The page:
At our Passover Seder this year, I looked around and couldn’t help but reflect on the three generations surrounding the table. It made me think about my Jewish traditions and beliefs as we go through life’s stages. My grandmother lived to be 101 and my father will turn 96 this summer, both of whom remained very active in their latter years.
Planning a funeral is not what it used to be. Today, people have more options and are taking charge of their loved ones’ services.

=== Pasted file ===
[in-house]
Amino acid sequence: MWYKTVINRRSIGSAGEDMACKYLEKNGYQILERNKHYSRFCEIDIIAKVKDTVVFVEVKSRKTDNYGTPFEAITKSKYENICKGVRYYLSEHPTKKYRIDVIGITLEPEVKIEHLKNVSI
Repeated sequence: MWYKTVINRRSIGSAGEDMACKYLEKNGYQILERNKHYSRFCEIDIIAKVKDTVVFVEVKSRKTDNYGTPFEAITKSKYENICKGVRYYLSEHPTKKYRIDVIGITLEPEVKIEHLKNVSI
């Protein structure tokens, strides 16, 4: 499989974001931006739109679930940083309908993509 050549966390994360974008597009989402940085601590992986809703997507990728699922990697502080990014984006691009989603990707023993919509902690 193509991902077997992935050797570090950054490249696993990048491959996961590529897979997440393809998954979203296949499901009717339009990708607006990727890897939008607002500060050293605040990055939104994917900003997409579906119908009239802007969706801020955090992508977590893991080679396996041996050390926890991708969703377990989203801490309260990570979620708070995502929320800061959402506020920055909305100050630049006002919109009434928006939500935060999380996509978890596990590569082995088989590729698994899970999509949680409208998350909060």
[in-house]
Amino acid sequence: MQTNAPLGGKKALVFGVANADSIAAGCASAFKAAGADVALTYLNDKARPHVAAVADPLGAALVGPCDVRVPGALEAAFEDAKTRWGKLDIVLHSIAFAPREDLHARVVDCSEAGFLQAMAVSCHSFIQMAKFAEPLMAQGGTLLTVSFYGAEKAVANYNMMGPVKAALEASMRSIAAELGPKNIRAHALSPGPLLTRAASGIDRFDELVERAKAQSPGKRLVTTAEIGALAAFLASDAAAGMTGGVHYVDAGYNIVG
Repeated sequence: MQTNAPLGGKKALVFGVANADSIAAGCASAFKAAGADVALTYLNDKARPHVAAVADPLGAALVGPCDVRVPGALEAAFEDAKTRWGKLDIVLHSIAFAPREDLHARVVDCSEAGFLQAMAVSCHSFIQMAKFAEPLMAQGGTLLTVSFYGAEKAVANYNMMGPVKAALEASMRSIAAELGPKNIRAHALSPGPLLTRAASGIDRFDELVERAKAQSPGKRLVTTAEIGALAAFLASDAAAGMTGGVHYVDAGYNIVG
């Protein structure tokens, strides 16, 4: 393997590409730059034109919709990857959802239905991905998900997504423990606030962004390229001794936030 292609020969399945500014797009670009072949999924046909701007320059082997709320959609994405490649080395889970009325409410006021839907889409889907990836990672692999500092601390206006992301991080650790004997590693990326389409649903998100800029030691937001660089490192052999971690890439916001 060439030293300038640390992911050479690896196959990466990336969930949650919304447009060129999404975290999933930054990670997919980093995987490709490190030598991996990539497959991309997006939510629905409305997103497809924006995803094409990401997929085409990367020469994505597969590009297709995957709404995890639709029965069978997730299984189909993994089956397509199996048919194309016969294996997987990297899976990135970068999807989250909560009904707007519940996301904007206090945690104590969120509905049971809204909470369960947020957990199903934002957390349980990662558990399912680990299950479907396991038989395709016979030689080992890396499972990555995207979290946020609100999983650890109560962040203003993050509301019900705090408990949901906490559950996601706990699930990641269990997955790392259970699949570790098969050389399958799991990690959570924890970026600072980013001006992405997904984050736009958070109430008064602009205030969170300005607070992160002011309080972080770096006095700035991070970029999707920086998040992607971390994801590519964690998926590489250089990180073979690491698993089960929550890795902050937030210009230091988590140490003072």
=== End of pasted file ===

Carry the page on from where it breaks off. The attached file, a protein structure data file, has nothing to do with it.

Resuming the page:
It happened again recently: someone used the word “if” instead of “when” in referring to their certain, though hopefully distant, death. Sometimes saying “if I die” is appropriate. Maybe you are going to attempt some death-defying acrobatic routine and you want to make sure that your affairs are in order in case the stunt fails. However, I notice that it is pretty common for people to use the phrase “if I die” when what they really mean is “when I die.” They use “if I die” as if they might, in fact, be someone who won’t die.